Motorists and bus riders accustomed to easy access to downtown St. Paul from the west will face detours next month under traffic-control measures being put into place for the Republican National Convention.
City officials revealed Monday the boundaries of the no-traffic zone, which is to be set up in the area surrounding Xcel Energy Center. Motorists traveling east on Interstate 94 into downtown will see access blocked to W. Kellogg Boulevard and W. 5th Street, requiring detours to the north and east.
Changes could be dramatic for Metro Transit riders traveling east into downtown on Smith Avenue and W. 7th Street -- some of whom board in Minneapolis -- because of a walling off of traffic at Chestnut Street just east of the Irvine Park neighborhood.
Joyce Kanevsky, a resident of Irvine Park Towers, said she has heard of likely bus restrictions for weeks. Yet even Monday, with release of details of the convention's no-traffic zone, Metro Transit had yet to spell out detour routes.
Said Kanevsky: "You can't even plan." Despite the inconveniences, "downtown will be open for business," said John Maczko, city engineer . He says traffic conditions downtown during the Sept. 1-4 event will be similar to "four days of State Fair-like traffic."
The area around Xcel Energy Center will be closed to vehicles and bicycles from the end of rush hour Friday, Aug. 29 to Saturday, Sept. 6.
Pedestrians can expect to move about the area freely, police spokesman Tom Walsh said, although credentials would be needed as they neared "the skin" of the building. Access to walking on W. 7th Street in front of the convention site also could be difficult, city officials said Monday evening during the first of two public meetings on the traffic-control plan.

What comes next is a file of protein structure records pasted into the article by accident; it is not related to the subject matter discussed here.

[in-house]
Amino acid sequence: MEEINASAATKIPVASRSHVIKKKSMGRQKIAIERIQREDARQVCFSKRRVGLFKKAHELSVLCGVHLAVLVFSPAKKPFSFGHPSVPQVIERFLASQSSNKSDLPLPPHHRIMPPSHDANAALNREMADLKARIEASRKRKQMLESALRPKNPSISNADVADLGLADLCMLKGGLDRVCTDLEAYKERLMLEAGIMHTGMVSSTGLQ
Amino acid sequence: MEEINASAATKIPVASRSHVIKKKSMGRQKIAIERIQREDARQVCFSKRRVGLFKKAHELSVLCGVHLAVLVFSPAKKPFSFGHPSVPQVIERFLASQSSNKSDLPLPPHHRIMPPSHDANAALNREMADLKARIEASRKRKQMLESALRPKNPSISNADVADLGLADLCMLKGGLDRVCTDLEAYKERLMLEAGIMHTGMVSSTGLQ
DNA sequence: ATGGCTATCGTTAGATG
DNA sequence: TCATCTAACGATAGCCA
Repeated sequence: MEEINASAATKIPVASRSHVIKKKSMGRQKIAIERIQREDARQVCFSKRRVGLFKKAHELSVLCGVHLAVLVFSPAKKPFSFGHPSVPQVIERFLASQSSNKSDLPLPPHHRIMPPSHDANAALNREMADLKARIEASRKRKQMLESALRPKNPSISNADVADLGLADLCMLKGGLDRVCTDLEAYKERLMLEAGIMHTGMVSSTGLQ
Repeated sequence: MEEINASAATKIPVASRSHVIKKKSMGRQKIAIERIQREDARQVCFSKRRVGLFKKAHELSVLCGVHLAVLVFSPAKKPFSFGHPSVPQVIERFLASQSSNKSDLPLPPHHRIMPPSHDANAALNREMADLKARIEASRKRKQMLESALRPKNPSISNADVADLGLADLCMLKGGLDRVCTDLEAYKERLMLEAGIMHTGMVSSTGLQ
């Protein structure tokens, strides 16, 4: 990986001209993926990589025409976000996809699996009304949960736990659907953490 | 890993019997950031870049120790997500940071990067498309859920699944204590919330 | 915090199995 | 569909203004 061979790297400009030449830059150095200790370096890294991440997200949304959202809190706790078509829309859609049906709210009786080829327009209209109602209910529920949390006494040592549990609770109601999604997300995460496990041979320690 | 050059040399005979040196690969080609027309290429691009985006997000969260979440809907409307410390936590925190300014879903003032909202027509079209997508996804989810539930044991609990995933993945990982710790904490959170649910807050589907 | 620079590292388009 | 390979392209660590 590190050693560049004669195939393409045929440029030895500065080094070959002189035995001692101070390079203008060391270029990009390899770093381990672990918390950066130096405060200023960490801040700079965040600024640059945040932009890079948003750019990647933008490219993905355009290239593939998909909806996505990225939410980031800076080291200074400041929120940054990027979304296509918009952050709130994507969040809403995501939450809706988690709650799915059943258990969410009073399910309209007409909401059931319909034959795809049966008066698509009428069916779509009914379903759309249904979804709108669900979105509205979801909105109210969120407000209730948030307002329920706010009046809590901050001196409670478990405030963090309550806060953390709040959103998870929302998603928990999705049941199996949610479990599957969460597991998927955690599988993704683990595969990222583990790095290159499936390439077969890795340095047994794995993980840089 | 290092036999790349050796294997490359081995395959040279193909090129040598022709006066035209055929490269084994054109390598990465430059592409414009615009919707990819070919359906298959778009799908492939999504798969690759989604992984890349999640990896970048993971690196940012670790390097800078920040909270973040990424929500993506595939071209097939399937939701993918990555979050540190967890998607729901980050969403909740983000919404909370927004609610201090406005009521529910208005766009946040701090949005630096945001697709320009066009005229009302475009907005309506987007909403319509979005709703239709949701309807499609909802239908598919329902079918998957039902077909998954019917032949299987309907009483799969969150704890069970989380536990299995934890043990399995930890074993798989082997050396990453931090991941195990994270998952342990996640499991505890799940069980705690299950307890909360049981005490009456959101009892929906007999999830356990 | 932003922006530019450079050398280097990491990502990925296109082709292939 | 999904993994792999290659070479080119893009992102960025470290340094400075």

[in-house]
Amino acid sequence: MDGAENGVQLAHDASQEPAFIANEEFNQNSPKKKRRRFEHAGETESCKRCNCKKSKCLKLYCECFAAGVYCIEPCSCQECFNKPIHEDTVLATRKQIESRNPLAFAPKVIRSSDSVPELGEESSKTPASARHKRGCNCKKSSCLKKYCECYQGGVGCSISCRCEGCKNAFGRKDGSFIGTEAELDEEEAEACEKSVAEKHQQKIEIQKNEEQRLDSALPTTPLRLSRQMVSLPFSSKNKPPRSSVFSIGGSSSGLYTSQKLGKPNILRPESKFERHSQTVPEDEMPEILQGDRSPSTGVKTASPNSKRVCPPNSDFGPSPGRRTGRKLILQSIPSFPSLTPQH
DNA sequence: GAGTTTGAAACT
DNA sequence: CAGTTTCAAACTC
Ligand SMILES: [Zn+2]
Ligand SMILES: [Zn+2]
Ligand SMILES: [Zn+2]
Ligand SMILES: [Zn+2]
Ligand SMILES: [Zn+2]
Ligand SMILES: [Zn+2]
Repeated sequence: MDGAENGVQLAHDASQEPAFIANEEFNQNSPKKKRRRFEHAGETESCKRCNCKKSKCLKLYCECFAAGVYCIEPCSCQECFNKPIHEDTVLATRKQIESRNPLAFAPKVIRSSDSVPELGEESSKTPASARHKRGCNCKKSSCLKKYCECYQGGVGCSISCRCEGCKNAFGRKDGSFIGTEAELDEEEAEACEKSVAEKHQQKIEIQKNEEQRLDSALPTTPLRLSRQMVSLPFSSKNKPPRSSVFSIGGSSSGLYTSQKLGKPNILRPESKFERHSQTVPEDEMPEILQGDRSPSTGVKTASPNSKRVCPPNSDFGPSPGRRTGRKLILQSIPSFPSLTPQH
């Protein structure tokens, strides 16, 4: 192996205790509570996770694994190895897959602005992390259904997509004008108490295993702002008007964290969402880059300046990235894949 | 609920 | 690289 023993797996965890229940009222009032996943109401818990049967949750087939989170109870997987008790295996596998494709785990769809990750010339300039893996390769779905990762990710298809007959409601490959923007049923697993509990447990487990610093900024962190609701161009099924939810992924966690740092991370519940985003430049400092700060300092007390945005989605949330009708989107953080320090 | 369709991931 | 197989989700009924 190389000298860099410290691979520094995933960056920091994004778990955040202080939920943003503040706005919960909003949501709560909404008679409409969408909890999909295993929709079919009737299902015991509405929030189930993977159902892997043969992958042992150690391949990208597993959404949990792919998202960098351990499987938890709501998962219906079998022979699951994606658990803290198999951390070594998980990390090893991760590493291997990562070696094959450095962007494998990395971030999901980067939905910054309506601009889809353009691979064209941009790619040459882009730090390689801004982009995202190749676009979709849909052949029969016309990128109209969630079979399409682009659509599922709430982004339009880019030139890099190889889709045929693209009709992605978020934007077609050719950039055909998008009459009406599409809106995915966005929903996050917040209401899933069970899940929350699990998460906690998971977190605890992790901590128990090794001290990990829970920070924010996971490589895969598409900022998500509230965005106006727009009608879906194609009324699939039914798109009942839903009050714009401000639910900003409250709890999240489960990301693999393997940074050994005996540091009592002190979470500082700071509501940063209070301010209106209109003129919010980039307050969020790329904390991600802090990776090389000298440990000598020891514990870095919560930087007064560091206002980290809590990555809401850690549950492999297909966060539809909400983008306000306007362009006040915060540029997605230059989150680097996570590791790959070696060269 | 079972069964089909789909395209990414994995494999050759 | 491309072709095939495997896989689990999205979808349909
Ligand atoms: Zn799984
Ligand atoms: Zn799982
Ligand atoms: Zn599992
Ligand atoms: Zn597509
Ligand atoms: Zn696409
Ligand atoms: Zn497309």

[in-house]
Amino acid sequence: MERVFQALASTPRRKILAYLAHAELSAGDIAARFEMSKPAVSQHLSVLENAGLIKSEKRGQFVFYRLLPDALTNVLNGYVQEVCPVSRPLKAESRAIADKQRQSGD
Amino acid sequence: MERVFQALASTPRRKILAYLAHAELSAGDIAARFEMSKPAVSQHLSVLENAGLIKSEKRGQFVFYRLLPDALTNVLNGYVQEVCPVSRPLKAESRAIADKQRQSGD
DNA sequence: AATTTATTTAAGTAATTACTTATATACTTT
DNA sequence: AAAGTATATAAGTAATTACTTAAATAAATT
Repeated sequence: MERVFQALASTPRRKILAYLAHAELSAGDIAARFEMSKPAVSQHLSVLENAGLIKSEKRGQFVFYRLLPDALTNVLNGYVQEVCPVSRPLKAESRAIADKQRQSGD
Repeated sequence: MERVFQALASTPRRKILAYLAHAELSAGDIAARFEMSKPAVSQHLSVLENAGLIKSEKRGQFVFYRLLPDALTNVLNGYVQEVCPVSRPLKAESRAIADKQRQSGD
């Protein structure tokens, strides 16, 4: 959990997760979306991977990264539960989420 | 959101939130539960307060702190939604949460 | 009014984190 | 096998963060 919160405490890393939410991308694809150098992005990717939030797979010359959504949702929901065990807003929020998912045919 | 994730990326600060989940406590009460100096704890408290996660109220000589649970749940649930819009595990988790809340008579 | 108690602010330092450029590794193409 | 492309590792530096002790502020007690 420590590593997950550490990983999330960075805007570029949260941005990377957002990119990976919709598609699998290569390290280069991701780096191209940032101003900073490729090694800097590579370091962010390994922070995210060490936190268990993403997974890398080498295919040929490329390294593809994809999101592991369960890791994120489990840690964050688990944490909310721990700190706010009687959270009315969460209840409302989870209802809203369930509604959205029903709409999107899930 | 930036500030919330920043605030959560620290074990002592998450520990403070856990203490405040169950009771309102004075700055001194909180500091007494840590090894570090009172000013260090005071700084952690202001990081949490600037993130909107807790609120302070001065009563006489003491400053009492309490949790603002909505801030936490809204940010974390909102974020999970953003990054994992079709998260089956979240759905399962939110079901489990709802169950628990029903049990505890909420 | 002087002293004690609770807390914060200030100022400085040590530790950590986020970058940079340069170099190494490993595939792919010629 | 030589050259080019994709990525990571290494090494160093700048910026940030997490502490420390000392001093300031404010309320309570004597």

A second public meeting is set for 8 to 9 a.m. Wednesday in St. Paul City Hall.
Bus plans expected next week
Julie Johanson, deputy chief operations manager for Metro Transit, said the agency plans to release the detour information on its website Monday.
Metro Transit plans to maintain regular service, she said, and will add extra buses to handle higher demand. A satellite bus-tracking system is being used, Johanson added, so that buses can be deployed to fill any service gaps.
Beginning Friday night, Maczko said, the city also plans to adjust signal patterns for its 126 downtown traffic lights to help smooth traffic flow.
As for the broader business community, Liz Bogut, spokeswoman for the St. Paul Area Chamber of Commerce, said chamber members weren't made aware of the final traffic-free boundaries until Monday afternoon. She said it was too early to say whether the members might have any concerns.
But at Monday night's public meeting, several downtown business owners wondered how deliveries will be made to their establishments.
Anthony Lonetree • 651-298-1545